In today’s modern and connected world, having computing skills are taken for granted — but what happens if you’ve never even seen a computer? Ghanaian information and communications technology teacher Richard Appiah Akoto is subverting the binary: successfully teaching his students how to use a computer, without a single computer to practice on.
The mother of Mr Akoto’s invention is the fact that public schools in Ghana lack the significant resources of private schools. His enthusiastic Facebook posts about his work went viral last month, and the BBC has produced a video of his teaching in action. In it, he replicates the standard working screen of Microsoft Word with chalk and a ruler on a blackboard, then guides his students step-by-step through its processes by pointing at each function. He also explains how to use a mouse, and a keyboard, by drawing them too. Watch the video here.
Mr Akoto is dedicated to making sure his students pass the national ICT exam and compete with students in the future workforce from larger cities, and whose schools have computers. His students, like those in a computer-filled lab, still need some wrangling — but mostly due to lack of context for what they’re learning.
“It’s sometimes challenging. You will draw, and expect the student to do the same thing, but you go around to inspect it in their books, and they will be doing a different thing,because they are not familiar with the features.” Link: https://www.youtube.com/watch?v=R9rtFiZ7unw
“Definitely those in Accra [Ghana’s capital] will pass the exam because you cannot compare someone who is in front of a computer, who knows what he is doing with the mouse to someone who has not had a feel of a computer mouse before.”
Upon hearing Mr Akoto’s story, Microsoft pledged to send his class one computer, gratis. Several other donors have since stepped up to fill the need for as many desktops as possible. While the donated computers will take his students far, I think Mr. Akoto’s ingenuity is the greater gift — showing kids that limits can be dissolved by outside the box thinking.
Out in DFC country, we are definitely spoiled when it comes to quality food — especially dairy. In particular, some of our province’s best (in my opinion) cheeses can be found a stone’s throw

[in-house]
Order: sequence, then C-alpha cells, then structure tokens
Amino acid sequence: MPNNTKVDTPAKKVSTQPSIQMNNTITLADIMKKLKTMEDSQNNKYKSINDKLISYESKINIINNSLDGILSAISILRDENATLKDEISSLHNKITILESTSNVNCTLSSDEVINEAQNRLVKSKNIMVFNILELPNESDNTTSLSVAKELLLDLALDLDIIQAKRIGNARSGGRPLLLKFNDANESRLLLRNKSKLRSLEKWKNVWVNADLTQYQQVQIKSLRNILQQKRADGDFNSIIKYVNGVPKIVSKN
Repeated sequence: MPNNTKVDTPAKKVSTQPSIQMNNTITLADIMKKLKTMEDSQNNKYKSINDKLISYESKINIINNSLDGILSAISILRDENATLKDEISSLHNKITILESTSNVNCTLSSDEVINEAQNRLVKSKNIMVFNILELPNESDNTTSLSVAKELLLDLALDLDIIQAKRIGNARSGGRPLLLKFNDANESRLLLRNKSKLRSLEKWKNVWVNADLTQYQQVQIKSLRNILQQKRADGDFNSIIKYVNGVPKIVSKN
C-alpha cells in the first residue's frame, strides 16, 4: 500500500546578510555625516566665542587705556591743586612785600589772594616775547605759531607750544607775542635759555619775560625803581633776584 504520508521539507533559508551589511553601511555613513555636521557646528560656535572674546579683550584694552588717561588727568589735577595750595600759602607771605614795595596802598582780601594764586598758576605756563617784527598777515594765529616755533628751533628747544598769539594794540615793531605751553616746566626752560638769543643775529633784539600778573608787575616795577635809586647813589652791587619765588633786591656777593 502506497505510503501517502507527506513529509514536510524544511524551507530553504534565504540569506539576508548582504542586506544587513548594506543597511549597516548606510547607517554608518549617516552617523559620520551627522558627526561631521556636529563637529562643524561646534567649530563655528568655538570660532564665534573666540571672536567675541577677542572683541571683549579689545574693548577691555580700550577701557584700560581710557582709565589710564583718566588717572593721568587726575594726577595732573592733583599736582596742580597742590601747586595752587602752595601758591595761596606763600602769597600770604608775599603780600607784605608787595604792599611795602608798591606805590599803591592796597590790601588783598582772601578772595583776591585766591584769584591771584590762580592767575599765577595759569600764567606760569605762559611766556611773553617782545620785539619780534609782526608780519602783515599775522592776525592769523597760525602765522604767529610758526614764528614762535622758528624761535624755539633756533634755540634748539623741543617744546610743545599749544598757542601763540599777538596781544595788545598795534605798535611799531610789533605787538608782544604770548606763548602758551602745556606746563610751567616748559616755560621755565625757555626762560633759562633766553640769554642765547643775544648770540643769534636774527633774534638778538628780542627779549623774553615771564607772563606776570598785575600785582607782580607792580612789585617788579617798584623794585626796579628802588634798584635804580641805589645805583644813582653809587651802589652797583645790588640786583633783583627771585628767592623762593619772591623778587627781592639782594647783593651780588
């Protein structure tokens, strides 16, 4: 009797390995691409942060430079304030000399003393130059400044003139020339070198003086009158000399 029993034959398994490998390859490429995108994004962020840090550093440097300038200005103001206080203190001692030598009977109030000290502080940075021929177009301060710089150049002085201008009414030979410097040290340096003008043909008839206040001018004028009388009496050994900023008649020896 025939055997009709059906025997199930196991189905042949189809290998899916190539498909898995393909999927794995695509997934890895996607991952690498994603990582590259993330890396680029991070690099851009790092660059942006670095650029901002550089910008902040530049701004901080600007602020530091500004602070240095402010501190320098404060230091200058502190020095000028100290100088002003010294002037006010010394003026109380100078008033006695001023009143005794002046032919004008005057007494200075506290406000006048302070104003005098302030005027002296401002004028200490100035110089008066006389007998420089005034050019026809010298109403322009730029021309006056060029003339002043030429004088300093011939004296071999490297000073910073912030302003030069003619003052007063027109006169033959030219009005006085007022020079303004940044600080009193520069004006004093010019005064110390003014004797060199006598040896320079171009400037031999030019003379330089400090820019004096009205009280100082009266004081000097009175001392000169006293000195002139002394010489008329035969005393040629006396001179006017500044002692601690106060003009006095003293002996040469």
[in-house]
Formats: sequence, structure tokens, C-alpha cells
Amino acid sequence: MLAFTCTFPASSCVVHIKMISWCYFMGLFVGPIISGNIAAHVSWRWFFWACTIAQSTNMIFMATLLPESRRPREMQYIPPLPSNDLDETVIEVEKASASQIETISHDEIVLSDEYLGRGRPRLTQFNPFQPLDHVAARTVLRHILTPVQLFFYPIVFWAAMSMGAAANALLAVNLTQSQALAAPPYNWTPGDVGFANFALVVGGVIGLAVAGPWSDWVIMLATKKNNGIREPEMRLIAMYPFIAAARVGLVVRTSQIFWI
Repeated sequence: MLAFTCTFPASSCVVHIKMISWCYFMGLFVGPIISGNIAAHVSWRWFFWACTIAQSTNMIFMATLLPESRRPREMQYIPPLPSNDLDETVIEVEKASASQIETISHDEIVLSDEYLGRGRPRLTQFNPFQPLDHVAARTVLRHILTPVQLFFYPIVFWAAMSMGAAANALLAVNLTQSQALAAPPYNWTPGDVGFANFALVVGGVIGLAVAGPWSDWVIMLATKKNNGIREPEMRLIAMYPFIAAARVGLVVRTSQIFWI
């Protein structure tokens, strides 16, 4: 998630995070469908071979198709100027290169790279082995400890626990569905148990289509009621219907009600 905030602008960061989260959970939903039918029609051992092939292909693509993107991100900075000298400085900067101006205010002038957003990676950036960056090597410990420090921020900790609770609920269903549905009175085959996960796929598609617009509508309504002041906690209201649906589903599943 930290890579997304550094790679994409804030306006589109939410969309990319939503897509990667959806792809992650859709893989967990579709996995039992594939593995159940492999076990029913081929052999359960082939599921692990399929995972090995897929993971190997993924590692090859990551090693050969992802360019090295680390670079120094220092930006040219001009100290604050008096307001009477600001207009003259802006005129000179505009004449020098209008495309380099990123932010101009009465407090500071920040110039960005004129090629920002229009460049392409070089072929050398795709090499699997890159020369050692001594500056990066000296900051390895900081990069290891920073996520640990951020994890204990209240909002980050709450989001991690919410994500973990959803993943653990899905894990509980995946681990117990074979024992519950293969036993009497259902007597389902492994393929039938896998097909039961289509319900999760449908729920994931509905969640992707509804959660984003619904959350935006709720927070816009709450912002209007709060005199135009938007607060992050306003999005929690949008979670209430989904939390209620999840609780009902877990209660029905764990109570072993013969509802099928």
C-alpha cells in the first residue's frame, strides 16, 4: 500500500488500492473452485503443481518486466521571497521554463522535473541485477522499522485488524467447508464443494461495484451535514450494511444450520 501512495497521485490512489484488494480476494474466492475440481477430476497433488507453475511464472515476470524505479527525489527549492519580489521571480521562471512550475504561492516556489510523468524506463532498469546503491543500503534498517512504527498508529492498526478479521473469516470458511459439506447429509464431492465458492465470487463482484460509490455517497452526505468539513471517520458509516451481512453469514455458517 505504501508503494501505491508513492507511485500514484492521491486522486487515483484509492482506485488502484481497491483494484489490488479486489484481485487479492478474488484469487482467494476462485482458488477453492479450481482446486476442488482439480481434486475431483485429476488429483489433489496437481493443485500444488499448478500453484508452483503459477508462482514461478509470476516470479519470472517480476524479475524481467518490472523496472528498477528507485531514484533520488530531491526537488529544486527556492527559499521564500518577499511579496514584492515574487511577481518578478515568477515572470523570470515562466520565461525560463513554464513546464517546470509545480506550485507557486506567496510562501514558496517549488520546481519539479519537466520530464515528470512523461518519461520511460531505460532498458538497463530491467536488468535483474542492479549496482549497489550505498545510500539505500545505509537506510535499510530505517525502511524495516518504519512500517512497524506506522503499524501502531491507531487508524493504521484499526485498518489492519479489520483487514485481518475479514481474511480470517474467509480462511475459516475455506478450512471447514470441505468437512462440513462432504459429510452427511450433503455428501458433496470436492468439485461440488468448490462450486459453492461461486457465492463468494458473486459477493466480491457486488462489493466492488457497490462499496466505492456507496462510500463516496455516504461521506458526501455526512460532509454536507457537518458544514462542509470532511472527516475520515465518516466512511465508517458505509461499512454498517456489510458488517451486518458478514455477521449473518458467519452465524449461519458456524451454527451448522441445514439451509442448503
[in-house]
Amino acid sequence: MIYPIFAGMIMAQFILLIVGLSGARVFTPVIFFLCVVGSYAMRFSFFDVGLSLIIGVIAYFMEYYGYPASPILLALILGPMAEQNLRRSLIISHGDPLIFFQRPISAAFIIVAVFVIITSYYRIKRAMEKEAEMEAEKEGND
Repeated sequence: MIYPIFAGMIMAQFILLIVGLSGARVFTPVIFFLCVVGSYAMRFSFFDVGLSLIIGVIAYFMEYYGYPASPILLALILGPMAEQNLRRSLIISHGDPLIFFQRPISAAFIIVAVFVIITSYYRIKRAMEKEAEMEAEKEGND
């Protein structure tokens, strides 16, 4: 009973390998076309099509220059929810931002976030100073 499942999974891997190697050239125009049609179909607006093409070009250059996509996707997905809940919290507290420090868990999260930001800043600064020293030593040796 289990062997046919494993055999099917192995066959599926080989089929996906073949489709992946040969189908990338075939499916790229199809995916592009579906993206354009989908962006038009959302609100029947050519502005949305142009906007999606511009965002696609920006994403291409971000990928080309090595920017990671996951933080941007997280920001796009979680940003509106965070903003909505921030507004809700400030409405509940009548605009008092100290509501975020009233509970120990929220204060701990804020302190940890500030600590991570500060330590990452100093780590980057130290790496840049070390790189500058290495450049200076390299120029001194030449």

This cheesy reality got me thinking about how responsiveness to context is deeply necessary for business success. Artisan cheesemaking makes a lot of sense in a marketplace that values that kind of handmade attention — like in our area, where The Frontenac Arch is literally a UNESCO-designated protected environment, and sustainability is a community concern. But in a world where you could have a gorgeous salty squeaky perfect cheese curd, or a slice of blue so delicately aged you’ll want to put it in a museum, why would you “waste” your time with a floppy square of American cheese or hunk of Velveeta?
I didn’t pick the much-maligned Kraft Single or its melty cousin for effect: one of my favourite newsletters outlines the history of processed-cheese, and, friend — It’s all about context. American cheese was actually invented by a Canadian, James R. Kraft. It being 1916, the American military was in search of a cheese-like product that would remain edible after shipping to troops then engaged on the battlefields of World War 1. When the soldiers’ context changed after the end of hostilities, their taste for the orange squares did not, and American cheese entered the civilian palate.
The invention of Velveeta was economy-conscious as well:
“Emil Frey, the Swiss-born inventor of Velveeta, honed in on another problem that processed cheese could solve — waste. While working for the Monroe Cheese Factory in New York state, he developed a way to melt and combine scraps from imperfect wheels into a new cheese using whey as an emulsifying agent. Et voila, Velveeta. Kraft quickly purchased the brand. As the American appetite for uniform, pre-packaged food grew, the company rolled out innovation after innovation: Pre-sliced cheese in 1950 was followed by individually wrapped Kraft Singles in 1965 and Velveeta Shells and Cheese in 1978.”
So the presence of processed-cheese on our shelves is not necessarily a sign of cultural stagnation but of cultural — and business! — adaptation. As an American by birth, I can respect the opinion that a Kraft Single might make the best grilled cheese, or Velveeta the most nostalgic mid-century cheeseball. But as a Canadian by choice… A gooey slice of some local Madawaska wins every time!